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Having mimosa trees in your very own backyard sounds like a recipe for laid-back boozy brunches, but that wasn’t the case when designer and Old Brand New creator Dabito and his partner moved to their Los Angeles home three years ago. The incredibly fast-growing plants are deceptive: They bloom fragrant, showy flowers, but they also leave toxic seed pod droppings behind. And in Dabito’s case, the roots were causing the retaining wall that separated their property from the neighbor’s place to collapse. “They were even thriving off our dragon fruit tree,” he recalls. Let’s say it wasn’t the kind of mimosa party he had in mind.

The designer called in a contractor to help them tame the wild mess. With the mimosa out of the picture and the dragon fruit off to be donated to a garden center (it could still be used for propagation), they carved out space for a drought-tolerant garden, now dotted with various species of cacti, Mexican sage, agave, and aloe. 

Stabilizing the concrete retaining wall that was damaged by the mimosas was an affordable fix. Still, there was the lingering need for more privacy (the yard sits on a slope, so some neighbors are higher and others are lower). Cue the brand-new (very high) pinewood fence. The designer’s only regret: going too dark with the semitransparent stain. “After a while, I said forget it, it’s going to fade in the sun over time. The plants will cover it,” he says. “I try not to overthink it. Things happen for a reason.”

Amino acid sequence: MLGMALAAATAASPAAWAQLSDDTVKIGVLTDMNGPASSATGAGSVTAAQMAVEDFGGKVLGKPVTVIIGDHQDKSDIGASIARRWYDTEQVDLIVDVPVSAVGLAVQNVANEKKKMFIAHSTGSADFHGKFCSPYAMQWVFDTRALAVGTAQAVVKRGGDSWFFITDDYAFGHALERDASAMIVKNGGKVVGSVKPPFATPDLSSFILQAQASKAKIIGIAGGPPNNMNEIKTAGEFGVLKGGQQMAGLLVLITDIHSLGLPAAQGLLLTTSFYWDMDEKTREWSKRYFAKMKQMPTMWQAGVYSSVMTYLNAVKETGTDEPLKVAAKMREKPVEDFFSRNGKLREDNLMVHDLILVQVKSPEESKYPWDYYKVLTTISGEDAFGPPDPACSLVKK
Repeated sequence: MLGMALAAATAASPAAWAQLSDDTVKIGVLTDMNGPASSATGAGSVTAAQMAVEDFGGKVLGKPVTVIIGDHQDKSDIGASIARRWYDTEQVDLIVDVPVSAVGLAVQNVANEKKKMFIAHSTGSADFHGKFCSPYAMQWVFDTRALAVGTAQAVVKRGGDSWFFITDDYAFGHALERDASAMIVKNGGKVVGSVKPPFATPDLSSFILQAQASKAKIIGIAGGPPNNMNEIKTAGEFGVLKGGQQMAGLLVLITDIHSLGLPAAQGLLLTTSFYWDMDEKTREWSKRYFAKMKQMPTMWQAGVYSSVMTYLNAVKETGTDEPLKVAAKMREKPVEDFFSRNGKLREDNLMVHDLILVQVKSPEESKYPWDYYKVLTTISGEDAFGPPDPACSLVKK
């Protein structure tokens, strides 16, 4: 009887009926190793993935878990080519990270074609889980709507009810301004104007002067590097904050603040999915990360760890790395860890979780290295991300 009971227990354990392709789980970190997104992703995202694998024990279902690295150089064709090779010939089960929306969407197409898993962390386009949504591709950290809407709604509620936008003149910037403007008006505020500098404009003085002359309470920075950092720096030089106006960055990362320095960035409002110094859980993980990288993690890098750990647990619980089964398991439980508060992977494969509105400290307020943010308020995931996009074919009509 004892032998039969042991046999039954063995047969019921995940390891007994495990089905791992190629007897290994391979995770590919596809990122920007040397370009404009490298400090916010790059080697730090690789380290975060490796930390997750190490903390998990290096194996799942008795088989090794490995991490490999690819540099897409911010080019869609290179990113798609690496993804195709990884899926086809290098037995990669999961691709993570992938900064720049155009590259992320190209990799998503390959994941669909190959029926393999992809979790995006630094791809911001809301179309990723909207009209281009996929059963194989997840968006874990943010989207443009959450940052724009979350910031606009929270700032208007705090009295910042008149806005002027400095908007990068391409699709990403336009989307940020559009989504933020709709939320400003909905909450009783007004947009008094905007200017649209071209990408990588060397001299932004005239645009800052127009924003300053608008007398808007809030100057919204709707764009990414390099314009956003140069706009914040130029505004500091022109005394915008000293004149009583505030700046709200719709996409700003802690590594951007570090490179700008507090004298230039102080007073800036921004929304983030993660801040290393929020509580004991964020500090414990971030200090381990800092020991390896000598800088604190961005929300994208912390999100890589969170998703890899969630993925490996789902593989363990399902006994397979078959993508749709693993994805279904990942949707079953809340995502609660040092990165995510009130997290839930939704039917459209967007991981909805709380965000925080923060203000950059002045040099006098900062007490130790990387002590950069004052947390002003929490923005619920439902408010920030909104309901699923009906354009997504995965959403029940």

After making a few key hardscaping updates—stabilizing the retaining wall, adding stairs to a new graveled seating area—they turned the high-maintenance yard into a carefree hangout. For added ambience at night, the designer peppered the wood steps with solar lights. Running electrical outdoors would have been a huge expense. The lanterns he picked up from Target get the job done. “They emit this bright, warm glow once the sun begins to set,” he says. To really set the mood, Dabito also bought solar string lights to hang over the sofa. 

The couple has been spending a whole lot more of their time outdoors these days. From gardening to grilling to taking work calls, this spot now serves their everyday needs. It’s the simple things, like watching the hummingbirds fly around or watering the rosemary, that brings the designer joy: “It’s been a saving grace for us.”

Introducing Domino’s new podcast, Design Time, where we explore spaces with meaning. Each week, join editor-in-chief Jessica Romm Perez along with talented creatives and designers from our community to explore how to create a home that tells your story. Listen now and subscribe for new episodes every Thursday.